Let me give you an example. For years one of our colleagues has regularly bought a particular type of cat litter from a supermarket. Recently an alternative product has come on the market and although it’s more expensive it gives a better outcome in terms of absorption and odour control so our colleague has swapped to the new product. They are now being bombarded with special offers in respect of the product which they used to buy, despite the fact that they are now buying a more expensive replacement product on a regular basis from the same supermarket.
It’s easy to see how this has happened. Store card data analysis has flagged up the cessation of a regular purchase but the algorithm has failed to spot the move to the replacement product. You could say that is a fault of the system, that in keeping it simple the programmer has not allowed for a like-for-like product shift. But what this incident has demonstrated to our colleague is that the store sees them purely in terms of raw data, rather than trying to develop a deeper understanding of their needs.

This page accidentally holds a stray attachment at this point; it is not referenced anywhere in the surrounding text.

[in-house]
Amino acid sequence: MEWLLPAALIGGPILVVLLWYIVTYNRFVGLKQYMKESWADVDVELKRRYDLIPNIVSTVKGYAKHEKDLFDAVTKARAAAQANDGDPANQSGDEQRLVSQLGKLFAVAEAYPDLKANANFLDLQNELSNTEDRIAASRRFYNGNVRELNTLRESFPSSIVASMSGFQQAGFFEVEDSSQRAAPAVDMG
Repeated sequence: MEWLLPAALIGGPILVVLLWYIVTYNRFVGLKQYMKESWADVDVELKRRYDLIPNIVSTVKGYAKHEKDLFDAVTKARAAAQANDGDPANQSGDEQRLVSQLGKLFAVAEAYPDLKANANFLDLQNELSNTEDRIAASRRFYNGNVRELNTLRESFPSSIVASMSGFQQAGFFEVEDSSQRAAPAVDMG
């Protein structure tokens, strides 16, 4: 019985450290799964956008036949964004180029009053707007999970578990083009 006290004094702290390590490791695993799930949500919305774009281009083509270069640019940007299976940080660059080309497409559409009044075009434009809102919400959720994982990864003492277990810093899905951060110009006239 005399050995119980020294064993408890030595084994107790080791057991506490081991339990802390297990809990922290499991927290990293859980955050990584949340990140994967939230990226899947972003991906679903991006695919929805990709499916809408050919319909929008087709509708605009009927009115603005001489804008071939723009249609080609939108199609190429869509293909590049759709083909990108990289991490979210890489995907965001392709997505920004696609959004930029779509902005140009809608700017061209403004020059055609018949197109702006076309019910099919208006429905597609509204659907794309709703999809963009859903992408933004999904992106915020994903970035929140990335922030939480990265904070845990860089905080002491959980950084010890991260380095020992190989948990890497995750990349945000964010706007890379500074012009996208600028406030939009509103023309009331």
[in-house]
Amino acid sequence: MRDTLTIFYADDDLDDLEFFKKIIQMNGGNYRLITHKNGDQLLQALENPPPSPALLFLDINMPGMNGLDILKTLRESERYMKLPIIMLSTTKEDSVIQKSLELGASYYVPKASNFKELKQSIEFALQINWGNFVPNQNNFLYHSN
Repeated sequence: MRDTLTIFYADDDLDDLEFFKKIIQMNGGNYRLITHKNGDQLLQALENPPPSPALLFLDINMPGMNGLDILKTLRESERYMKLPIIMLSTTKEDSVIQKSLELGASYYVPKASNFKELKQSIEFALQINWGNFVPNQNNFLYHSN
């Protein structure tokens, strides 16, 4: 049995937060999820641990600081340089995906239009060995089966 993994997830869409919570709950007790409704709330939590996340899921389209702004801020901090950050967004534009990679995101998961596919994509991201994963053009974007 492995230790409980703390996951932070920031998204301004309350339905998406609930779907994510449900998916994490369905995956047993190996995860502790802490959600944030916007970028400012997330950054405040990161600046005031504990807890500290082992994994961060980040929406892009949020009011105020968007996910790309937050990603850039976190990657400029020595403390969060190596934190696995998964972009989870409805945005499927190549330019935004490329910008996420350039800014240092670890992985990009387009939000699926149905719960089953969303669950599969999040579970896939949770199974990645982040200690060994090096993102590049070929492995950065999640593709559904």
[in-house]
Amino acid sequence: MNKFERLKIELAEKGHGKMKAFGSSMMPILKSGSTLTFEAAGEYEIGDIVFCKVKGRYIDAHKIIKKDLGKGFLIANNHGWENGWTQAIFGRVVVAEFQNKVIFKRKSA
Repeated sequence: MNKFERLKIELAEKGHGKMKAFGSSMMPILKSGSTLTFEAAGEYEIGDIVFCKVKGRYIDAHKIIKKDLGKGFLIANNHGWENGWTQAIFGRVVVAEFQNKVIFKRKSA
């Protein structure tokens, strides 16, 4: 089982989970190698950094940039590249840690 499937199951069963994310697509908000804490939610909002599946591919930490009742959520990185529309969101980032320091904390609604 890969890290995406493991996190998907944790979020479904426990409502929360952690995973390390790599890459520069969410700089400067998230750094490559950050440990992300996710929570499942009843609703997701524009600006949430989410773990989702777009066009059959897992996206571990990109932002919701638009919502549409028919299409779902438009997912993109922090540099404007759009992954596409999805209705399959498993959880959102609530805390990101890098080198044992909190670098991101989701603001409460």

Customer data is one thing, customer understanding is a whole level again. Data creates facts, understanding creates dialogue and builds loyalty. Data may highlight trends but understanding enables you to work with customers to develop products and services which really resonate with the marketplace.
If you want to be seen as an organisation which sets innovation at its heart, which really cares about its customers and which builds longevity through understanding then simple data gathering is not enough. On the other hand, if you’re not prepared to take that step towards understanding then enjoy your data, it will help you to track your downfall as those who do care capture customer hearts and the marketplace.